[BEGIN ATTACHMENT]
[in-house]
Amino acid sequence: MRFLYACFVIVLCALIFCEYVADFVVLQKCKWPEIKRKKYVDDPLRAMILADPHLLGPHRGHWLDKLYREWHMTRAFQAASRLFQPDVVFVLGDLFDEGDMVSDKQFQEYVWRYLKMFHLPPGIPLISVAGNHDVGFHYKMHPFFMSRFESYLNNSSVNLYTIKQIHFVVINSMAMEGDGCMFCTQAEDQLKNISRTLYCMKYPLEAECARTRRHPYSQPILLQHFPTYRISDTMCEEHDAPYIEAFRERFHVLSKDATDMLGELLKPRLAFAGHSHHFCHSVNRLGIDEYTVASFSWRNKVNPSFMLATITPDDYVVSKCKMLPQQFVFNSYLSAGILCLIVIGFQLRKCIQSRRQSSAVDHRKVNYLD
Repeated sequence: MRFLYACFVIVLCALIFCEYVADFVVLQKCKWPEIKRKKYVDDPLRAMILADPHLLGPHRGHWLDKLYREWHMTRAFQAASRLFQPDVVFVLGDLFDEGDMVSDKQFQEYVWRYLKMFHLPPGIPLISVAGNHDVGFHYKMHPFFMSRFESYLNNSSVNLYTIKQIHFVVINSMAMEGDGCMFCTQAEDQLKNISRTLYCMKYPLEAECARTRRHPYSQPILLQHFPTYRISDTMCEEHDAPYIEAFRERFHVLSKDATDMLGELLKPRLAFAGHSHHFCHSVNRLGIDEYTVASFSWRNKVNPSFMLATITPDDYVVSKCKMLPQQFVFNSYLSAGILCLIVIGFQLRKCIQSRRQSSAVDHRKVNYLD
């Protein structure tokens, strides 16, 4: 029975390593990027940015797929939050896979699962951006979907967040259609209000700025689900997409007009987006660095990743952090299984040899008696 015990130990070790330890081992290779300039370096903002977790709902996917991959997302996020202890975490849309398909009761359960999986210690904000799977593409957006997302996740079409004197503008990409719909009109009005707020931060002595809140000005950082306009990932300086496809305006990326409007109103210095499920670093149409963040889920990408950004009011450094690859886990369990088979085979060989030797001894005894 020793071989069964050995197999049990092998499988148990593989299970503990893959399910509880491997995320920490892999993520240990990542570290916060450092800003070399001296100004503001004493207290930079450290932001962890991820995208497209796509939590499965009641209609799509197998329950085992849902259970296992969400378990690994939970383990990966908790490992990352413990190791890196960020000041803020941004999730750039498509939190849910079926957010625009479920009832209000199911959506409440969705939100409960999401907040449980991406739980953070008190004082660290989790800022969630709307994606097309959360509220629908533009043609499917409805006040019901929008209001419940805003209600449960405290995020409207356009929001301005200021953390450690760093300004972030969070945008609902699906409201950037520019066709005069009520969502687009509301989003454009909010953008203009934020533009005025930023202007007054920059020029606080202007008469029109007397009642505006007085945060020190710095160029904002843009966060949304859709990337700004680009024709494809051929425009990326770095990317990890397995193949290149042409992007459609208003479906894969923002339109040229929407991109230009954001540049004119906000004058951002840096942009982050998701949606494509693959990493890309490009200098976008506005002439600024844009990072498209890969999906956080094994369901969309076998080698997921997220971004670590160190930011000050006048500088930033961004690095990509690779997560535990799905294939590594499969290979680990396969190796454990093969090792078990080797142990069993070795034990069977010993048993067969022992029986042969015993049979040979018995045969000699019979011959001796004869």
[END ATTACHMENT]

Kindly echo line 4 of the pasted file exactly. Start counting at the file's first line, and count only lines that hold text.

């Protein structure tokens, strides 16, 4: 029975390593990027940015797929939050896979699962951006979907967040259609209000700025689900997409007009987006660095990743952090299984040899008696 015990130990070790330890081992290779300039370096903002977790709902996917991959997302996020202890975490849309398909009761359960999986210690904000799977593409957006997302996740079409004197503008990409719909009109009005707020931060002595809140000005950082306009990932300086496809305006990326409007109103210095499920670093149409963040889920990408950004009011450094690859886990369990088979085979060989030797001894005894 020793071989069964050995197999049990092998499988148990593989299970503990893959399910509880491997995320920490892999993520240990990542570290916060450092800003070399001296100004503001004493207290930079450290932001962890991820995208497209796509939590499965009641209609799509197998329950085992849902259970296992969400378990690994939970383990990966908790490992990352413990190791890196960020000041803020941004999730750039498509939190849910079926957010625009479920009832209000199911959506409440969705939100409960999401907040449980991406739980953070008190004082660290989790800022969630709307994606097309959360509220629908533009043609499917409805006040019901929008209001419940805003209600449960405290995020409207356009929001301005200021953390450690760093300004972030969070945008609902699906409201950037520019066709005069009520969502687009509301989003454009909010953008203009934020533009005025930023202007007054920059020029606080202007008469029109007397009642505006007085945060020190710095160029904002843009966060949304859709990337700004680009024709494809051929425009990326770095990317990890397995193949290149042409992007459609208003479906894969923002339109040229929407991109230009954001540049004119906000004058951002840096942009982050998701949606494509693959990493890309490009200098976008506005002439600024844009990072498209890969999906956080094994369901969309076998080698997921997220971004670590160190930011000050006048500088930033961004690095990509690779997560535990799905294939590594499969290979680990396969190796454990093969090792078990080797142990069993070795034990069977010993048993067969022992029986042969015993049979040979018995045969000699019979011959001796004869």